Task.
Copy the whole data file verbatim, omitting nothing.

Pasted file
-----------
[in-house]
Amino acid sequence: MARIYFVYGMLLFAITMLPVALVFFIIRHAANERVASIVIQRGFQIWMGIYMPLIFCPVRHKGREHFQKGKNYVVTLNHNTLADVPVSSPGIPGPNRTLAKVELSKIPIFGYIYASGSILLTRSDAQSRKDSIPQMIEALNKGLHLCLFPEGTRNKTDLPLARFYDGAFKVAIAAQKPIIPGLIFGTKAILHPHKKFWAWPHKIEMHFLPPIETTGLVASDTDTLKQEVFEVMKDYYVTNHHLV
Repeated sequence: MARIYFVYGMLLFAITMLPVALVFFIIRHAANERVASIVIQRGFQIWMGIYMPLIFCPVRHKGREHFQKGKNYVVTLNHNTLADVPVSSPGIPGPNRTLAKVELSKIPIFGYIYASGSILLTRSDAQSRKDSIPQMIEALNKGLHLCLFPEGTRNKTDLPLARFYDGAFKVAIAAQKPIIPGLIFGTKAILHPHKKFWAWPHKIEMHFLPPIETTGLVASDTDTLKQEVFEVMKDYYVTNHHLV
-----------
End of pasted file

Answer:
[in-house]
Amino acid sequence: MARIYFVYGMLLFAITMLPVALVFFIIRHAANERVASIVIQRGFQIWMGIYMPLIFCPVRHKGREHFQKGKNYVVTLNHNTLADVPVSSPGIPGPNRTLAKVELSKIPIFGYIYASGSILLTRSDAQSRKDSIPQMIEALNKGLHLCLFPEGTRNKTDLPLARFYDGAFKVAIAAQKPIIPGLIFGTKAILHPHKKFWAWPHKIEMHFLPPIETTGLVASDTDTLKQEVFEVMKDYYVTNHHLV
Repeated sequence: MARIYFVYGMLLFAITMLPVALVFFIIRHAANERVASIVIQRGFQIWMGIYMPLIFCPVRHKGREHFQKGKNYVVTLNHNTLADVPVSSPGIPGPNRTLAKVELSKIPIFGYIYASGSILLTRSDAQSRKDSIPQMIEALNKGLHLCLFPEGTRNKTDLPLARFYDGAFKVAIAAQKPIIPGLIFGTKAILHPHKKFWAWPHKIEMHFLPPIETTGLVASDTDTLKQEVFEVMKDYYVTNHHLV